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Living Small: busting the myth that bigger is better

By Terresa Wellborn

I’m sure you’ve heard of the tiny house movement? Couples sell everything they own and move into an itty bitty home. Instagrammable cuteness meets Things Organized Neatly. We’re nearly living it now with our four children and pet dog, minus the cuteness and organization. >>>>>>>>>>>>>> I phoned my mom after we moved in. “Mom! I …

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Just Some Sun and Water

By Jennie LaFortune

“…As also He is in the sun, and the light of the sun, and the power thereof by which it was made. And the light which shineth, which giveth you light…” (D&C 88: 7-8) Her fat little baby hand rests on the pumpkins.  She squats down and pats the seed-filled harvest. “Knock knock” her almost …

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My May Day Challenge

By Jennie LaFortune

You know you’ve made it big when people turn your name into a verb. As in, “I’ve been Marie Kondoed” or, “I see you’re going all Kondo in your house”. Like many of you, I jumped on the Marie Kondo bandwagon and read The Life-Changing Magic of Tidying Up to see what all the fuss …

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Life As A Dance

By Kellie Purcill

At this time of year in Australia, all kids are back in school after Summer holidays, the mad dash of organising stationery lists, uniforms, classes and text books has faded to a frustration tinged memory, and routines are getting re- or newly established.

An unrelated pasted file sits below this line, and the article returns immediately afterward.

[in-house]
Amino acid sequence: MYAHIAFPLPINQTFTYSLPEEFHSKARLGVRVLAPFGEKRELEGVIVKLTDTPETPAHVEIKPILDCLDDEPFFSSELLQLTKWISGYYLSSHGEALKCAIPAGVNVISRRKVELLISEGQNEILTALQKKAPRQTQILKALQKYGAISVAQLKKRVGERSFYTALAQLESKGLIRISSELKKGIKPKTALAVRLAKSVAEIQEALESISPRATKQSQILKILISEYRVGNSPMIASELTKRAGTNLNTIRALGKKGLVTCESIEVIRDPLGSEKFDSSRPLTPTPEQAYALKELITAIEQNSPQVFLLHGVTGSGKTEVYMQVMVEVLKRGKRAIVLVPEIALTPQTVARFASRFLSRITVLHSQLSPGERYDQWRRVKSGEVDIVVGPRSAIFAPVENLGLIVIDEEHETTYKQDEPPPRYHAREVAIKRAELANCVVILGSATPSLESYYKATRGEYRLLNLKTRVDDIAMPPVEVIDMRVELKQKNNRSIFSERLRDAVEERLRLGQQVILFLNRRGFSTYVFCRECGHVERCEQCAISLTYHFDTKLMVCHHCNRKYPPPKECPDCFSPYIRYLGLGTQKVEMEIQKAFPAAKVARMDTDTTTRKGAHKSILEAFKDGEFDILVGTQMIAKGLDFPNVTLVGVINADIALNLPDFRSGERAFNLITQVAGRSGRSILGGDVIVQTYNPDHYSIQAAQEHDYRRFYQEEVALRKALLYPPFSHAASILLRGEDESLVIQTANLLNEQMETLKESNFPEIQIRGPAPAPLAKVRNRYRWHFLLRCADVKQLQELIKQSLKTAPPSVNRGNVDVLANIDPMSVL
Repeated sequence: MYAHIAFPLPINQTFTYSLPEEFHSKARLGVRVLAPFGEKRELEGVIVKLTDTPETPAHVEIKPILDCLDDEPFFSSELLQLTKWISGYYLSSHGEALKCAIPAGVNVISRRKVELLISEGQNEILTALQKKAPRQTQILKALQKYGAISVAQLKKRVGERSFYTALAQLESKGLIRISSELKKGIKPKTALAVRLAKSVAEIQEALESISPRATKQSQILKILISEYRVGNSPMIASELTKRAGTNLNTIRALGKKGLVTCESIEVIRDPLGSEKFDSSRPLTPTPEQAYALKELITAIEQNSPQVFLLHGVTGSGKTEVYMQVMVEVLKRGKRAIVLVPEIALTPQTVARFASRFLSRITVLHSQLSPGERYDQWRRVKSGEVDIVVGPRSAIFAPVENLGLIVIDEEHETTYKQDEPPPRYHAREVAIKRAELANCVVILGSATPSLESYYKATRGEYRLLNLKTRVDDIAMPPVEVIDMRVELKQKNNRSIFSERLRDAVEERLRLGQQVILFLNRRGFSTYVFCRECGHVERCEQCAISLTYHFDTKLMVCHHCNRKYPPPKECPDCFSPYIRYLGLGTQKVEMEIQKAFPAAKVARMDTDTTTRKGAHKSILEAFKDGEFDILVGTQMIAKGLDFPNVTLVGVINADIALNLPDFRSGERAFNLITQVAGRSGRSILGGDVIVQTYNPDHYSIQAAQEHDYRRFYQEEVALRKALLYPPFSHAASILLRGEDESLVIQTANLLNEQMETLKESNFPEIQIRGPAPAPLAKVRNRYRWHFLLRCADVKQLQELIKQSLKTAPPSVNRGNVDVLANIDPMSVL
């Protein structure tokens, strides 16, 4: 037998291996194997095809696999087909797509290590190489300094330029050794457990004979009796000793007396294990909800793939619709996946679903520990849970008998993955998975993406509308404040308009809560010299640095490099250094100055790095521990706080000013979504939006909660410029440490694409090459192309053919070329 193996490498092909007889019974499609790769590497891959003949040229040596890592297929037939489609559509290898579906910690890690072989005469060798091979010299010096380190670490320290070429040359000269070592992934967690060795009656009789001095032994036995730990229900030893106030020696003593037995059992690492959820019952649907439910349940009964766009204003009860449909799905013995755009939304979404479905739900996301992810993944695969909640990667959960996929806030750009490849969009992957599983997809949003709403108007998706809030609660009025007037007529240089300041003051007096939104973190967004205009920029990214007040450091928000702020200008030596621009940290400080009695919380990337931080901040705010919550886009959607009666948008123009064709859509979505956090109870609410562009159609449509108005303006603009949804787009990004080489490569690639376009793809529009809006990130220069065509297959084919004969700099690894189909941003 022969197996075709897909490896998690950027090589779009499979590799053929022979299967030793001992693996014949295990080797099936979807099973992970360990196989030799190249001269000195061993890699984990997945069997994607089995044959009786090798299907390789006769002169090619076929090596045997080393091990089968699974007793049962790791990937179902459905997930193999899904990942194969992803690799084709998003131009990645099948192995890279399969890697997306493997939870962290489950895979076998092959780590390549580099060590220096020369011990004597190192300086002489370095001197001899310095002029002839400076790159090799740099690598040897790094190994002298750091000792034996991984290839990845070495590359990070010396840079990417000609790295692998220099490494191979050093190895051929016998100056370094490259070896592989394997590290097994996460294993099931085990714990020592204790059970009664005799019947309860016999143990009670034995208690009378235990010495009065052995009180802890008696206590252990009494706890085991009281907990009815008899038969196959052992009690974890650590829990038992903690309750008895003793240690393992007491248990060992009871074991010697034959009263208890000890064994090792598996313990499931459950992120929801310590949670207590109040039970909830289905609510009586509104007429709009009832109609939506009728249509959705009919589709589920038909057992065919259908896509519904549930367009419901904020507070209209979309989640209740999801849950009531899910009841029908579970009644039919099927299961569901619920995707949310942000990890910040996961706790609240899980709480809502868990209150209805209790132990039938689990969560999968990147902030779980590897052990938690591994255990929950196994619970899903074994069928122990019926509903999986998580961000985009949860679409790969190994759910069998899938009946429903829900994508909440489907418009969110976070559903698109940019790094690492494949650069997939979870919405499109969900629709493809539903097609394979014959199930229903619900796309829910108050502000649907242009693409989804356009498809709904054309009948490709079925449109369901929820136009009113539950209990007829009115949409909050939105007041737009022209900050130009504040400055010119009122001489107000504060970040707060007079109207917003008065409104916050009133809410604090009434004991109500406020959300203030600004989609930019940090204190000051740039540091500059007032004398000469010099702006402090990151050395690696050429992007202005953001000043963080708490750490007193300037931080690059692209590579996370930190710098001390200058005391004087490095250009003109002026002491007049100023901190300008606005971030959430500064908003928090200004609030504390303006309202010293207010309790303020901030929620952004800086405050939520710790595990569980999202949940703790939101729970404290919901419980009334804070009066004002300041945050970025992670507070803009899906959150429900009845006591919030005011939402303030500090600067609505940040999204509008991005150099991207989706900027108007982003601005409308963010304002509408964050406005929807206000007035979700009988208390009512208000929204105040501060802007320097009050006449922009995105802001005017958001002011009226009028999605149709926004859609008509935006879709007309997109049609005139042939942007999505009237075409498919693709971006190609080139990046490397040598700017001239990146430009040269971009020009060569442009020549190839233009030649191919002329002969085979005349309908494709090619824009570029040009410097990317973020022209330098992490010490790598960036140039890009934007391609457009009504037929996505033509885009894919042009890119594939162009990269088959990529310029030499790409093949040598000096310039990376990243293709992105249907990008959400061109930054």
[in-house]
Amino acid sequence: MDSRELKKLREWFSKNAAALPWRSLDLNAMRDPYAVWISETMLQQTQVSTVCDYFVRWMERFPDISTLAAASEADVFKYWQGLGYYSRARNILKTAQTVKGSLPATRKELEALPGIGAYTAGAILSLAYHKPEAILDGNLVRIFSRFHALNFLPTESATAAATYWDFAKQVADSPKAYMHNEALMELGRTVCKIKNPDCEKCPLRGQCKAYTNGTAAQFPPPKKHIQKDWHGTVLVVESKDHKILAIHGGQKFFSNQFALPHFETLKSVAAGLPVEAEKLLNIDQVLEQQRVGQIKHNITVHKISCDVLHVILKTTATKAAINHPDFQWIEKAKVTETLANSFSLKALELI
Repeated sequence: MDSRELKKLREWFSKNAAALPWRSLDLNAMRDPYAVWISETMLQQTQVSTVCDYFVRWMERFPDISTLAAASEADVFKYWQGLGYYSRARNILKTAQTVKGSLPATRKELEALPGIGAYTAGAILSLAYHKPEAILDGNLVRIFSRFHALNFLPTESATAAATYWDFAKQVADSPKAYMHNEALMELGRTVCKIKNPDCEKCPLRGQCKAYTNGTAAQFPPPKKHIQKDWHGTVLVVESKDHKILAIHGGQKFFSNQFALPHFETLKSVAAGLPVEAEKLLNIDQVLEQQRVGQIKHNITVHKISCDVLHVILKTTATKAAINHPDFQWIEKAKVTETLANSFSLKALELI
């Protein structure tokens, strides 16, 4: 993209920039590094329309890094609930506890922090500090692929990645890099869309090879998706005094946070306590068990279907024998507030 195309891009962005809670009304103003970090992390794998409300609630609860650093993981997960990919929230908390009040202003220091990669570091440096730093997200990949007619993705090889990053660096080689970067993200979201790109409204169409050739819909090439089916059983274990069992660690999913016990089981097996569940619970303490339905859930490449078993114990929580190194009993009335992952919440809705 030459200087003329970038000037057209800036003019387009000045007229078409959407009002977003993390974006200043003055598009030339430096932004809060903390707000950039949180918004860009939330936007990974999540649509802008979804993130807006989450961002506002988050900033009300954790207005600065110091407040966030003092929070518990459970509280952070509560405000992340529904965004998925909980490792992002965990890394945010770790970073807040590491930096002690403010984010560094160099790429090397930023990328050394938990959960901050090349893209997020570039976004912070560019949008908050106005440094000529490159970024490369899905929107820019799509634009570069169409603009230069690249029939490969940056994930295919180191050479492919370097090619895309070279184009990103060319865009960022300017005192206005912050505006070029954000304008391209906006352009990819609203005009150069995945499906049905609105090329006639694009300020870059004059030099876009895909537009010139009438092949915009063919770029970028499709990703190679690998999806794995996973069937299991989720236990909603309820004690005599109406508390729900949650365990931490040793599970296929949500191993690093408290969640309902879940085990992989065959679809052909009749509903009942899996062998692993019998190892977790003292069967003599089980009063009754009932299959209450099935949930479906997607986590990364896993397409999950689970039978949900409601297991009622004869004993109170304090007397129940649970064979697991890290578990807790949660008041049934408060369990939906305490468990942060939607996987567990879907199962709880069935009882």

I’m rubbish with routines. Sure, my household has a definite dance number when it comes to our habits and daily to-do lists, which on any given day we sway to, boot scoot through or krump over, but my personal, well-rehearsed daily number is an interpretive dance called “Put the biggest fires out first, quick!” This spectacular requires stomping, scurrying, whirlwind styled pirouettes, frequent tongue biting or forehead slapping at remembering the bits I just forgot, and quite often the grand finale is me tripping over and slamming to a tangled, wince-inducing stop.

I need to learn a new dance. Some bluesy little number to shimmy around my kitchen to, a jazzy routine to bop along to at the traffic lights. New steps, exciting dips and maybe the odd Charleston thrown into the mix.

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A Simple Wish

By Jennifer Whitcomb

I stumbled through the dining room this morning, bleary-eyed and hung-over on last night’s dose of cold medicine.  My vision was cloudy, but I laughed as I passed the wooden box with the word “simplify” written decoratively across the front.  It is overflowing with cords, spare chargers and every unclaimed accessory to random electronic gadgets unclaimed or misplaced.  It seemed a box of irony to me.  We have been counseled on many occasions to simplify our lives, and this tangled nest of wires and adapters stared at me as if to mock the carefree life overflowing with free time that hovers always out of reach.

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Afternoons of Nothing

By Hildie Westenhaver

I have just done my most radical act of parenting so far in my fifteen-year career of raising six children: I have pulled my children out of all extra-curricular activities.

Even piano lessons.

Last year I spent just about every afternoon driving little people to various lessons, games, practices and rehearsals. There were the accompanying happy experiences: pride and excitement as my daughter performed onstage for the first time; my sons becoming more flexible and strong through Kung Fu; the sense of accomplishment my oldest two kids felt after finishing well in a golf tournament.

But there was the ugliness of all the extra-curriculars too: the fact that I spent very little after-school time helping kids with homework and just being there; the nagging and quarrelling about practicing, the lack of decent dinners (I always meant to do something in the crock pot, but it just never seemed to happen).

This year instead of becoming more accomplished we are going back to the basics: we will be working on eating good meals together and getting to sleep early. That’s our after-school curriculum now.

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